Till such a time as the United States’ FDA or a similar government body approves clinical trial on human beings, using cannabis to treat cancer and other terminal diseases remains untested, unauthorised, and potentially illegal. GLM is deeply aware that its work could land members into trouble with the law. “Whatever we do is illegal right now…procuring the Indica strain, making the oil, and giving it to patients who want to use it – but helping them [the patients] is more important to us,” said Vaurora.
In October 2016, Dharam Vir Gandhi, a Member of Parliament from Patiala, moved a private member’s bill in Lok Sabha to allow people to use “non-lethal, conventional drugs such as marijuana and opium husk”. Gandhi’s bill, listed as an A-category bill, is set to come up for discussion in the winter session this year.
Gandhi believes that the drug crisis in Punjab is due to “the banning of common man substances [that] has led to an emergency, a humanitarian crisis as people turned to synthesised drugs instead”. The law must allow for “demarcations, common man substances should be kept separate from hard drugs or chemicals,” he said. The bill aims to curb the black market worth “thousands of crores, which is controlled by the mafia that consists politicians, corrupt policemen, and affluent strata of society which wanted to go rich very quickly”.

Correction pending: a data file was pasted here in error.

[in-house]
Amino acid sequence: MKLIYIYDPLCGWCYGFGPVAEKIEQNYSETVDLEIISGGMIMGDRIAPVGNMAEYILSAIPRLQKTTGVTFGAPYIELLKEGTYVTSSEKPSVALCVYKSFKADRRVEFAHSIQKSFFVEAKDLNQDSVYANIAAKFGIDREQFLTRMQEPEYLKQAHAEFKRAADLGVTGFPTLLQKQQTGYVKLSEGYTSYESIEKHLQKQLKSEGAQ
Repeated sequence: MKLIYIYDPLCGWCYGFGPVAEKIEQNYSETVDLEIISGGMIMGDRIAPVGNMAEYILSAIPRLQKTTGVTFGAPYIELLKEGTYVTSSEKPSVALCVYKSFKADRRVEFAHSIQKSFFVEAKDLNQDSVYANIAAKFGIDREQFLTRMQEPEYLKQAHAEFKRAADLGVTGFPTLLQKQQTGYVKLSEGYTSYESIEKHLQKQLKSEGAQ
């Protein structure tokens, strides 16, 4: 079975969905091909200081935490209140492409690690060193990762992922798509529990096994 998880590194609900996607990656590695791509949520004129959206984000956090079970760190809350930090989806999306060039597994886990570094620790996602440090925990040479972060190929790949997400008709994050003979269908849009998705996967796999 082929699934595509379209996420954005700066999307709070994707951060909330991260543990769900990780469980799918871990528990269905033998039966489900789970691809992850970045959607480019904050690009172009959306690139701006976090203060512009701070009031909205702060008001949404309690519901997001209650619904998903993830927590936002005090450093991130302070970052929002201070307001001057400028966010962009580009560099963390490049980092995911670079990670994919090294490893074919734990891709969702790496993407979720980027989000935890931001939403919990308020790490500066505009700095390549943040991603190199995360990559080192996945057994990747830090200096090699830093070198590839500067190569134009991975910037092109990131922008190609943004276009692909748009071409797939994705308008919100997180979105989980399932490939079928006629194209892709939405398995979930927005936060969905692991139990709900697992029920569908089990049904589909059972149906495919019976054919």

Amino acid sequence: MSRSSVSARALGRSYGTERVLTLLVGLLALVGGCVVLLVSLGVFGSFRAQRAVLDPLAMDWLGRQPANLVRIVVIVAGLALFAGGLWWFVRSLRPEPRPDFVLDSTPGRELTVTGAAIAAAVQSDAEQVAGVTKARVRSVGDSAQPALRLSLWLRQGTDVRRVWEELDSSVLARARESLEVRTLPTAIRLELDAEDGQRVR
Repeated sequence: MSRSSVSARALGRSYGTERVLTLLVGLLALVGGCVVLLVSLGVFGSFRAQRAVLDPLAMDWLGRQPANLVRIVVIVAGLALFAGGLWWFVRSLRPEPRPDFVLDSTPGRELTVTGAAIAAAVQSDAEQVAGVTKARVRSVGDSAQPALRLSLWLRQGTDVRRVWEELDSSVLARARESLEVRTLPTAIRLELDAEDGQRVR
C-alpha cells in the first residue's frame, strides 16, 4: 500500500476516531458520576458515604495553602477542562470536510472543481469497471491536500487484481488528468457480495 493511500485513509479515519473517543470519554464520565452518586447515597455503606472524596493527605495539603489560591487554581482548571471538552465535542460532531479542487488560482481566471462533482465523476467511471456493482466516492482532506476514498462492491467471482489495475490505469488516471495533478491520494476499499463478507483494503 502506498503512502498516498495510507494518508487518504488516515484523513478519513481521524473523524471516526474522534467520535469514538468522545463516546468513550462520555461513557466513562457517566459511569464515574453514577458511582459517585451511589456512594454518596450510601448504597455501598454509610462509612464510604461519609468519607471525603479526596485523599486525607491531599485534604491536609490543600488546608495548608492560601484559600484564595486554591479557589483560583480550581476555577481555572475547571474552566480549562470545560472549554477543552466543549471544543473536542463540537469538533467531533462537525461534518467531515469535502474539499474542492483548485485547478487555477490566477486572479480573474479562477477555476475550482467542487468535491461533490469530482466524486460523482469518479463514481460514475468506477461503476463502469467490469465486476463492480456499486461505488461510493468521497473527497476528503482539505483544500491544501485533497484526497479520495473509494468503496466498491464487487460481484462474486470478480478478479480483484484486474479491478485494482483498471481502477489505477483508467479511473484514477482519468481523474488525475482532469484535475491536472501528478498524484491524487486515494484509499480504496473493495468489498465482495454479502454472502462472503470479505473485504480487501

His bill has the support of several political leaders. “I have talked to TMC [Trinamool Congress], some Akali leaders, to BJP [Bharatiya Janata Party] leaders, and even Shiv Sena leaders garnering support for the cause of legalising marijuana.” Maneka Gandhi and Tathagathy Satpathy, a Biju Janta Dal MP, are actively supporting his cause, he says.
Though Gandhi and GLM have never met, each is aware of the other’s existence. Katnavar says that the movement has plans to meet the parliamentarian before the winter session. At present, though, they are focused on the field because “cannabis season is about to finish,” says Katnavar, who is also working on getting GLM a government licence to grow cannabis. For now, as Vaurora admits, the group is obtaining the plant illegally. “Everyone, including Commissioners of Police, know and don’t pull us up because we are using it for medical treatment,” he added.
The group has expanded into healing centres, one of which is being set up in the Western Ghats. “I’m reluctant to disclose the exact location till it is set up,” said Vaurora. The centres teach patients with cancer and other illnesses how to treat themselves using cannabis oil. It also encourages them to follow GLM’s 10-step protocol that “is about basic lifestyle changes, removing emotional blocks…[and] changing the way they think and breathe,” said Vaurora.
“From different parts of India the call is rising to legalise natural substances that are part of our culture,” said Gandhi.